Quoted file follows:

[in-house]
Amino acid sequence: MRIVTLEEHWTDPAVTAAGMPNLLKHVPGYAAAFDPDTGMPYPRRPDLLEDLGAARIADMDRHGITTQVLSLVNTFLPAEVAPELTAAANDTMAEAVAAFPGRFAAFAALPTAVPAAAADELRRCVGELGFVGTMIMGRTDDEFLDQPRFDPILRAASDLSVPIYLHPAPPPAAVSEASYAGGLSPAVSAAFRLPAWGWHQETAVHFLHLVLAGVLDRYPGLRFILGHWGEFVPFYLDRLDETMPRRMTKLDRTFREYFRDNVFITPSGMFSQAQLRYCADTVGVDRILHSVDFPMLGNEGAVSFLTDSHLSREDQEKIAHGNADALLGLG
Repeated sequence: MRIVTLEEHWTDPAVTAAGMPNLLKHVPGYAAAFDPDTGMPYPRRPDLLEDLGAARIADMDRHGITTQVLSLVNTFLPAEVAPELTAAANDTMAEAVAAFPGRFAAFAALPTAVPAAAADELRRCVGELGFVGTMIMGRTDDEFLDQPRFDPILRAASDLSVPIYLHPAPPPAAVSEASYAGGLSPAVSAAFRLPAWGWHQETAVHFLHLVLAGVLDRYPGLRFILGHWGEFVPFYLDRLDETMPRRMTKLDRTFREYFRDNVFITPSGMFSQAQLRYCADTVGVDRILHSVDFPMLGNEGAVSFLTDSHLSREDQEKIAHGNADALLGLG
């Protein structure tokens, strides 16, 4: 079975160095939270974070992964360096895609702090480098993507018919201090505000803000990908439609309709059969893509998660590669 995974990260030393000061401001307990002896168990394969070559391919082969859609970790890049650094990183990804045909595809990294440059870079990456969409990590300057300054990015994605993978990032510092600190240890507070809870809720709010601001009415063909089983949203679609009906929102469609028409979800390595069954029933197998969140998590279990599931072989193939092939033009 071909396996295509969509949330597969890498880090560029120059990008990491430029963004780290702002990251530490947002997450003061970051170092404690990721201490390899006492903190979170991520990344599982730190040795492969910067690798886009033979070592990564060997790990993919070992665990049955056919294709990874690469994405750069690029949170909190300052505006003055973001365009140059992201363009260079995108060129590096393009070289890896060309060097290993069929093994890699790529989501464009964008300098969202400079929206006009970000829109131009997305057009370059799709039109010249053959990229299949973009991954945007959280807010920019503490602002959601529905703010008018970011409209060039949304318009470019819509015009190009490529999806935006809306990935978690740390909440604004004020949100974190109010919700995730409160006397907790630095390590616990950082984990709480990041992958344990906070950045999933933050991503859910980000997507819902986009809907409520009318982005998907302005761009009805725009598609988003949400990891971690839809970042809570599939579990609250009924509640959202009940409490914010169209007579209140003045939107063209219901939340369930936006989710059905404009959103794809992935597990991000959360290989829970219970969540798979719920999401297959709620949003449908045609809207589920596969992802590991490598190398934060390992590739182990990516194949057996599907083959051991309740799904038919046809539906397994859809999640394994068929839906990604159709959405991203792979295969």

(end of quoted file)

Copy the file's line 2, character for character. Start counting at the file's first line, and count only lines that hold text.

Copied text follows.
Amino acid sequence: MRIVTLEEHWTDPAVTAAGMPNLLKHVPGYAAAFDPDTGMPYPRRPDLLEDLGAARIADMDRHGITTQVLSLVNTFLPAEVAPELTAAANDTMAEAVAAFPGRFAAFAALPTAVPAAAADELRRCVGELGFVGTMIMGRTDDEFLDQPRFDPILRAASDLSVPIYLHPAPPPAAVSEASYAGGLSPAVSAAFRLPAWGWHQETAVHFLHLVLAGVLDRYPGLRFILGHWGEFVPFYLDRLDETMPRRMTKLDRTFREYFRDNVFITPSGMFSQAQLRYCADTVGVDRILHSVDFPMLGNEGAVSFLTDSHLSREDQEKIAHGNADALLGLG